Comments would be appreciated.

Ditto

Bare-faced Ibis

The good news is I've received a phone call in the last hour to say that a driver has been found, so I should start for the 'outback' at 06-00. I thought it best to issue a post as I have no idea if there is WiFi access (or any other for that matter) at the Hato, but it will be short you'll be pleased to know. Maybe this is a good opportunity to catch up on the Venezuelan leg of the Bird List. I will keep a personal list of everything seen, but see little point in writing in Cattle egret for every country. So these are the birds that have been added to the Trip List while in this country.

Totals carried over from the Colombia leg of the trip.

Trip Ticks 526 'Lifers' 349 Endemics 32
CRESTED BOBWHITE*
CHESTNUT-FRONTED MACAW*
LILAC-TAILED PARROTLET*
YELLOW-SHOULDERED PARROT* (E)
GROOVE-BILLED ANI
STRIPED CUCKOO*
GREY-CHINNED HERMIT*
BLUE-CHINNED SAPHIRE*
BLUE-TAILED EMERALD*
SHINING-GREEN HUMMINGBIRD* (E)
COPPER-RUMPED HUMMINGBIRD
GROOVE-BILLED TOUCANET*
PALE-BREASTED SPINETAIL* (E)
STRIPE-BREASTED SPINETAIL* (E)
CRESTED SPINETAIL* (E)
BARRED ANTSHRIKE
GREAT ANTSHRIKE*
WHITE-FRINGED ANTWREN*
LONG-TAILED ANTBIRD*
WHITE-BELLIED ANTBIRD
BLACK-FACED ANTTHRUSH*
SOUTHERN BEARDED TYRANNULET*
TAWNY-CRESTED PYGMY-TYRANT*
MARACAIBO TODY-FLYCATCHER* (E)
GREY KINGBIRD
CHESTNUT-CROWNED BECARD*
SCALED FRUITEATER*
ROSY THRUSH-TANAGER
SILVER-BEAKED TANAGER*
GLAUCOUS TANAGER*
SPECKLED TANAGER*
VERMILION CARDINAL*
ORIOLE BLACKBIRD*
VENEZUELA TROUPIAL*
OCHRE-BREASTED BRUSH-FINCH*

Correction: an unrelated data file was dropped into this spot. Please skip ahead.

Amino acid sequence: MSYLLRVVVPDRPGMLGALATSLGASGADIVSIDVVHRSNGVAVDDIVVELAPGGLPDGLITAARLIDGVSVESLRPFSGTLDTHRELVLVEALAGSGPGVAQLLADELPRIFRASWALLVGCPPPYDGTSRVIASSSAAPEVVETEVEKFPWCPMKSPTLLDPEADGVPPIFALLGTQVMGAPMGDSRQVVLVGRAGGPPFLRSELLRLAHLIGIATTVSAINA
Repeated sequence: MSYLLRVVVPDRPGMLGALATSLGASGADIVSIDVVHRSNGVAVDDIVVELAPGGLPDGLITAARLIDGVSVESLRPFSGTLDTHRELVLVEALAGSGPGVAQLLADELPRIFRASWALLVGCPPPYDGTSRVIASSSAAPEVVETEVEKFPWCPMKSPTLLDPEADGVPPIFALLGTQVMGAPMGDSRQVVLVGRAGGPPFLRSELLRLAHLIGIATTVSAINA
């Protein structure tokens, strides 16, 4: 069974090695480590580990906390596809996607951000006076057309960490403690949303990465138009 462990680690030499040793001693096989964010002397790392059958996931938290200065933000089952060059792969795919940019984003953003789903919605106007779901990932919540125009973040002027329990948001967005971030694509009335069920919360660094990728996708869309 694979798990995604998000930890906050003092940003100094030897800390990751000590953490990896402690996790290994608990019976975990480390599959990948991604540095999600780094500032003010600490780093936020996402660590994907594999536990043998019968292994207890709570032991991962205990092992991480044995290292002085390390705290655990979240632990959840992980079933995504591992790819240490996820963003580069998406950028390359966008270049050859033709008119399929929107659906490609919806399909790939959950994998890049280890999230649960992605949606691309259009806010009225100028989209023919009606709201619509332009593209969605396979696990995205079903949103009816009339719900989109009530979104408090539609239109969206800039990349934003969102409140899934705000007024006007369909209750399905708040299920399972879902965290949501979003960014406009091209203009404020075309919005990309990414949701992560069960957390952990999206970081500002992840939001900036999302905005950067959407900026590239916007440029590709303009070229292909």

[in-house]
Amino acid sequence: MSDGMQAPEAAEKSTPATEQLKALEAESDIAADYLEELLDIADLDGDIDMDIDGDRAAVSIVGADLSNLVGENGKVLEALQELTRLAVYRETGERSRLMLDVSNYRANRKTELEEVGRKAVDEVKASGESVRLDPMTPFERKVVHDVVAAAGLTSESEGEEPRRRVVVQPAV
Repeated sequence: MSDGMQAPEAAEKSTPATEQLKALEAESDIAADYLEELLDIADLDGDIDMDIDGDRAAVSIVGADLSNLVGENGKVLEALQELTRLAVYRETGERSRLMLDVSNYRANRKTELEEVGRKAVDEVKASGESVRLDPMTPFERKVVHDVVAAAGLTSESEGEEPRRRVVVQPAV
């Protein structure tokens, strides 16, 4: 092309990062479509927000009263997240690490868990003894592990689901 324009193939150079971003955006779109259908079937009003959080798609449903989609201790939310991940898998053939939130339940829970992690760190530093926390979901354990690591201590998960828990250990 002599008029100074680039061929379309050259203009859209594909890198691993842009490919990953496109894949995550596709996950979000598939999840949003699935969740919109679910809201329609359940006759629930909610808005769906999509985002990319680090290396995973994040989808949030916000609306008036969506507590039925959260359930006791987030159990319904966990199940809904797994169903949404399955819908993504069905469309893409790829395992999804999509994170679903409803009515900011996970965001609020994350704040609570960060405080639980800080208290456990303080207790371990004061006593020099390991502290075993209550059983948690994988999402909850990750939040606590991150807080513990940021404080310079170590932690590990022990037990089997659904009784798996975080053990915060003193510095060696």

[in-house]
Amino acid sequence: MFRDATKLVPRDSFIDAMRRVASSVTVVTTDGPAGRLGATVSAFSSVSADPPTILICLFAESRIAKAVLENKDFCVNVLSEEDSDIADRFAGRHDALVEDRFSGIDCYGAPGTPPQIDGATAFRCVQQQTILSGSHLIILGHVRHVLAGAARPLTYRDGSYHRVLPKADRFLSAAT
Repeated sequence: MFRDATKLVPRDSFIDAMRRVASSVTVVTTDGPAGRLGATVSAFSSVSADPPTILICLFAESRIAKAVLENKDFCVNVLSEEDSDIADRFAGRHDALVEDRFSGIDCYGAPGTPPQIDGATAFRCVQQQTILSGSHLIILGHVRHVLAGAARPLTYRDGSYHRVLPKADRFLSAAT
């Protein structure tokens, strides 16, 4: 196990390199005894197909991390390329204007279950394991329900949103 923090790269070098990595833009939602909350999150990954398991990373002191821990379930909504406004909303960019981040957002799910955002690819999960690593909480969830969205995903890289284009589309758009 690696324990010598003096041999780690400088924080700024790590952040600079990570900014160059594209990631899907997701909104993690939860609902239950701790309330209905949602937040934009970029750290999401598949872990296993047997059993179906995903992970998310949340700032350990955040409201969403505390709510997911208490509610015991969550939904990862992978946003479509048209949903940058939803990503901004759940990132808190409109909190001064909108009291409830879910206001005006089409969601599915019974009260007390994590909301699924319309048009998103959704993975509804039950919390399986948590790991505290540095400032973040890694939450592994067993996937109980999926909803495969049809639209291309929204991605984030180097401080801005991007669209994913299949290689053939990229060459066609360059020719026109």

AMERICAN FLAMINGO*
SCARLET IBIS*
PEREGRINE
PLAIN-FLANKED RAIL* (E)
PURPLE GALINULE
CAYENNE TERN*
BARN OWL
SCALED PICULET*
CARIB HORNERO*
FOREST ELAENIA*
PALE-TIPPED TYRANNULET*
GOLDEN-FRONTED GREENLET*
LANCE-TAILED MANAKIN
GOLDEN WARBLER*
NORTHERN WATERTHRUSH
BICOLOURED CONEBILL*
FACIATED TIGER-HERON*
GREY-NECKED WOODRAIL
FERRUGINOUS PYGMY OWL
GREEN KINGFISHER*
GUTTULATED FOLIAGE GLEANER*
PLAIN-BROWN WOODCREEPER*
OLIVACEOUS WOODCREEPER*
BLACK-BANDED WOODCREEPER*
RED-BILLED SCYTHEBILL*
BLACK-FACED ANT-THRUSH*
SHORT-TAILED ANT-THRUSH*
MARBLED-FACED BRISTLE-TYRANT*
TROPICAL PEWEE
VENEZUELAN FLYCATCHER* (E)
BUFF-BREASTED WREN*
SOUTHERN NIGHTINGALE WREN*
WHITE-NECKED THRUSH*
FLAVESCENT WARBLER*
RUFOUS-CHEEKED TANAGER* (E)
BLOOD-EARED PARAKEET* (E)
SHORT-TAILED NIGHTHAWK*
OLIVE-BACKED WOODCREEPER*
SCHWARTZ'S (Scalloped) ANT THRUSH*
FLAVESCENT FLYCATCHER*
WIRE-TAILED MANAKIN*
COMMON BRUSH TANAGER
BLACK-and-WHITE HAWK EAGLE*
MOTTLED OWL*
WHITE-TIPPED SWIFT
SCALE-CRESTED PYGMY-TYRANT*
WEDGE-BILLED HUMMINGBIRD*
RUFOUS-SHAFTED WOODSTAR*
STRIPE-THROATED HERMIT*
BUFF-FRONTED FOLIAGE-GLEANER*
VENEZUELAN ANT-VIREO* (E)
BLACK-HEADED TANAGER*
PLAIN-BRESTED GROUND-DOVE*
SPOT-BREASTED WOODPECKER*
BARE-EYED THRUSH*
MALLARD
BLUE-and-YELLOW MACAW*
RUFESCENT TIGER-HERON
YELLOW-CROWNED AMAZON*
ORANGE-WINGED AMAZON*
MASKED CARDINAL*
SLATY-CAPPED FLYCATCHER*

Additions to Trip List - 97 Additional 'Lifers' - 79 Additional Endemics - 11 Total Trip List - 623 Total 'Lifers' - 428 Total Endemics - 50

video

The 'Ant Swarms' worked very much in our favour, with this huge party on a hunting mission. The ants chase the grasshoppers and spiders which jump to get out of the way, the birds see the movement and close in. The same goes for us, we closed in. At the end of this short clip you will note and ant bridge, where the swarm fill a depression in the earth for ease of access for the others.